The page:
1. Veganara
      Wow, that comment is an extensive blog in itself, LittleChamp! Very well-expressed and compelling. Do you write blogs for TFV? If not, you should. You are so right - that is what gave me the final push I needed to become vegan, being made aware of how much cows suffer in the dairy industry. It is even more cruel than the meat industry, ironically (because cows raised for meat are slaughtered much earlier, so don't have to go through all the years of torment a dairy cow has to).
      1. Melissa Nott
        Melissa Nott
        Agreed, Veganara! Thanks to you and everybody who has joined this discussion. I live in an area where there aren't many people like me (vegetarian for ethical reasons.) I'm so happy to have found a place where I can chat with like minds, and learn from like minds!
    2. Melissa Nott
      Melissa Nott
      Fabulous comment, Little Champ! Thank you for sharing. I agree with Veganara that you should indeed write for this blog site. I was not aware of the details you shared; your writing IS very compelling and honestly I don't know if I'll ever be able to eat cheese again with remembering this knowledge you've shared. Sure, cheese is good, but it's not THAT good!
    3. alexandra bezerra
      Amen have described the horrific dairy industry to a T...
  6. Skip Stein
    Skip Stein
    I certainly understand why so many are vegetarian/vegan for lots of reasons but all these comments are all about animals. While that is terrific, you must also realize that consuming animal food products is dangerous to your health! Many/most people just don't understand the devastating impact that the Standard American Diet has on health and wellness, but refuse to recognize what is before their very eyes. Americans (and many others) are Fat, Sick and Nearly dead from consuming animal 'food'. The industry is devastating to the economy, pollutes the planet and destroys forests (to make room for grazing herds). Consuming animal 'foodstuffs' will kill you so understand and focus on these aspects of our Vegan movement as well as the protective aspects and elimination of cruelty and violence. In the end, we all arrive at the same ultimate goal, preservation of our Planet, better health and wellness (lower costs too!) and protection of the animals that are so beneficial to us all and our Planet! Cheers, Skip Stein Vegan Conservatives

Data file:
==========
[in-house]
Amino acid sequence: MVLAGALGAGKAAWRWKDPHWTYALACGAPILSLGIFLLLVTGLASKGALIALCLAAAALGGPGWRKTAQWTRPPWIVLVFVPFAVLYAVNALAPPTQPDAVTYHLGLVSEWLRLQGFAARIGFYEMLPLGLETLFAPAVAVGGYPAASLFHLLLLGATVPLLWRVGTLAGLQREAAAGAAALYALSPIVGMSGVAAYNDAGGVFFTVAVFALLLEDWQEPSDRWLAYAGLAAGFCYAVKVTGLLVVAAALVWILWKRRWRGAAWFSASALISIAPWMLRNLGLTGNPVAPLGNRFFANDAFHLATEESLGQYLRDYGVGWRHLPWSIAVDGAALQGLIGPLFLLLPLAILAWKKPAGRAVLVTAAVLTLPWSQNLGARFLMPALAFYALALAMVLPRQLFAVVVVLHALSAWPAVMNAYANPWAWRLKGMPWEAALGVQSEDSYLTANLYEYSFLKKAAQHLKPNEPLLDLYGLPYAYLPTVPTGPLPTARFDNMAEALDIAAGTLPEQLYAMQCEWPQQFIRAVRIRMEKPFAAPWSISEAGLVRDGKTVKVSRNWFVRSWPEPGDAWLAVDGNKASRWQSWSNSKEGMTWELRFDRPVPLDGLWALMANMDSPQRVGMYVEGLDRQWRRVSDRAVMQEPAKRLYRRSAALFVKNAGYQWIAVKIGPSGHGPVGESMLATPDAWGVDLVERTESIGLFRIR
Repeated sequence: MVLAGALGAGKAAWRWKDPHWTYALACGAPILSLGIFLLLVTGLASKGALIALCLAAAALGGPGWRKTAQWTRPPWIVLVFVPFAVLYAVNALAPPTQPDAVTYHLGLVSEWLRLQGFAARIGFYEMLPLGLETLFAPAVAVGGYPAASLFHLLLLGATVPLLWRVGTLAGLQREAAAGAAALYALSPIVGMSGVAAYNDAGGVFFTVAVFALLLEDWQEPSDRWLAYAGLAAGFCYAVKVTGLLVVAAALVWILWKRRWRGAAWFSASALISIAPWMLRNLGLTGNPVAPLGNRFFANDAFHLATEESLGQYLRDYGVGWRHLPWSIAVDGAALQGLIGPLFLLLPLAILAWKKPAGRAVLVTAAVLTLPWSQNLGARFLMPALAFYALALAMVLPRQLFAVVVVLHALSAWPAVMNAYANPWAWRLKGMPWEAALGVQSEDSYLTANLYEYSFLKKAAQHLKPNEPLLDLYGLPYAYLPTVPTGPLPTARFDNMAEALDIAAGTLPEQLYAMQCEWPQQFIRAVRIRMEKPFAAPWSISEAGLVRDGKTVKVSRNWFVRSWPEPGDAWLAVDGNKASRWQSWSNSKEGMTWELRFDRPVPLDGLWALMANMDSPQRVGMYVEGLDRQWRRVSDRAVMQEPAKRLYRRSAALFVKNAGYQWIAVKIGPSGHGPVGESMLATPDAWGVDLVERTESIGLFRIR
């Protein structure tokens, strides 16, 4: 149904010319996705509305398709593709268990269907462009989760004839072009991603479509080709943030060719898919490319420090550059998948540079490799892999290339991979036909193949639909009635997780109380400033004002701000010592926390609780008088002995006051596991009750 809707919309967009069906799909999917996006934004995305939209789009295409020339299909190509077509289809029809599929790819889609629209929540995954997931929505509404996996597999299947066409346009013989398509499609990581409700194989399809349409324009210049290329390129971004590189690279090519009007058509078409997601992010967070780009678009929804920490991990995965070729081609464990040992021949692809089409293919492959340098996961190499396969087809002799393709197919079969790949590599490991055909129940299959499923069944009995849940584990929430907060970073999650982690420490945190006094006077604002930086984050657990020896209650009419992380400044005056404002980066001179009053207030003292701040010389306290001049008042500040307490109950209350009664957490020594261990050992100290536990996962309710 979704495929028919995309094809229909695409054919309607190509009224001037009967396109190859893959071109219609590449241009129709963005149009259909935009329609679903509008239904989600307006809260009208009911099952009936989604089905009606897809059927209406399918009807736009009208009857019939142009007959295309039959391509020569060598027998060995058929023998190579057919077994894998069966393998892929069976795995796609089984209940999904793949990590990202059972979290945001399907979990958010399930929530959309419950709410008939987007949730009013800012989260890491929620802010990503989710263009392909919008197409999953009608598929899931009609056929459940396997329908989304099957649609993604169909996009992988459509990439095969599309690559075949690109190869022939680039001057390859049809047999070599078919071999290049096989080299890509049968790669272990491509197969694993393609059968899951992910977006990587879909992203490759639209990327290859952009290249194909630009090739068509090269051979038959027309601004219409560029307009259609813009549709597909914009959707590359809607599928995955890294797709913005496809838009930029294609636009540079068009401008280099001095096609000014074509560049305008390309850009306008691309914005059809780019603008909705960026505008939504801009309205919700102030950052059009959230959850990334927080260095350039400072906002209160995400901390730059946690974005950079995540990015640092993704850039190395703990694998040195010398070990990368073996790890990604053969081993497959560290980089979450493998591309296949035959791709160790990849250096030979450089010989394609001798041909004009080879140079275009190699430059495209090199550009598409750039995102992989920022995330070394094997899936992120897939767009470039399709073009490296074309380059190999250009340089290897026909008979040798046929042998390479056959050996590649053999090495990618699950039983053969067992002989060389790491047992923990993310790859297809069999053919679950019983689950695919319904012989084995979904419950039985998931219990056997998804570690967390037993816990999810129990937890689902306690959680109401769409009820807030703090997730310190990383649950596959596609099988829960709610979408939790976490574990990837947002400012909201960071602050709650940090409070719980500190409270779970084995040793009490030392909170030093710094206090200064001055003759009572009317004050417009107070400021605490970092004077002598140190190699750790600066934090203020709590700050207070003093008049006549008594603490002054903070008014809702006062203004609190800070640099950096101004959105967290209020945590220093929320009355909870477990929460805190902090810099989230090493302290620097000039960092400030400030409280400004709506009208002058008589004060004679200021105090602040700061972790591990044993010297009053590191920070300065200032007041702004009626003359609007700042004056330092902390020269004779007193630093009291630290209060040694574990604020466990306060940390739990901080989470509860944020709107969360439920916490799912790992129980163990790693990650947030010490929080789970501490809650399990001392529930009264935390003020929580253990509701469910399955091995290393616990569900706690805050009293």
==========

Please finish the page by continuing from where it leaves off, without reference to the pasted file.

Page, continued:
7. Lyla A
    I had the same problem for a while. But I gave up dairy 5 years ago, before I was even eating vegan. Cheese and dairy were my FAVORITE foods, but I managed to give them up. Lots of dairy-consumers try to convince me that I must not have loved it that much if I could give it up. Wrong, wrong, wrong. I was in love with it - I put dairy on my dairy on my cheese. But it is possible. Sometimes it just has to be the right time for you. But I so did not give up chocolate. There are a lot of dark chocolates that have zero dairy in them. I always preferred dark chocolate, so not much changed there. And it tastes exactly the same without dairy (I know people say that when it's a big fat lie, but seriously, there's only ever a teeny bit of milk product in dark chocolate anyway, and lots of them never have it at all). It's not "vegan" chocolate, it's just dark chocolate. --I definitely don't want my epitaph to say, "Oh no, I couldn't possibly give up cheese!"-- That's actually what everyone says when they hear I don't eat dairy. The longer they talk about it, the more emphatic they get that they MUST have cheese, that there's no living or happiness without it. Sometimes it devolves into a tearful tale of how they almost died when they didn't have it for a week. ;)
    1. Skip Stein
      Skip Stein
      Lyla, you hit the nail on the head. We find so many friends who seem to be so addicted to 'cheese' and other dairy (what else will I drink if not milk?). It is part of the decades long brainwashing most people have been subjected too all their lives. Commercials on TV, misleading adverts in media, etc. The dairy industry have been masters at creating a marketplace for their products and continue to do so. People just don't realize and usually refuse to even listen when anyone tries to explain the danger from consuming dairy and other animal products. I've posted and refereed people for years to documented scientific articles (current ones too) that explicitly define the health dangers of consuming dairy products. We can only do our best to be patient and advise and direct those who will listen and act as examples to others. Being and remaining healthy and happy (we are both 67+) is one of the best ways. Me having cancer (prostate) and my wife having suffered from fibromyalgia and heart disease (both now gone!) usually gets their attention but not for long. It is so unfortunate that so few listen. This is the reason Americans and others are so Fat, Sick and nearly Dead as they sulk around with no energy, impaired brain clarity and disease. It is sad, sad thing but not much you can do about it but hope and pray that one day (before it is too late) they DO listen and learn. The truth and evidence is really overwhelming if anyone would really keep an open mind and do a bit of research; but that takes effort and too many are unwilling to expend even a bit of effort to save their very lives. Keep up the educational efforts. Some will listen and that is the best we can do. That and continue to act as an example of Health and Wellness through Plant Based Nutrition. HAPPY 4th of July! Skip Stein Whole Foods 4 Healthy Living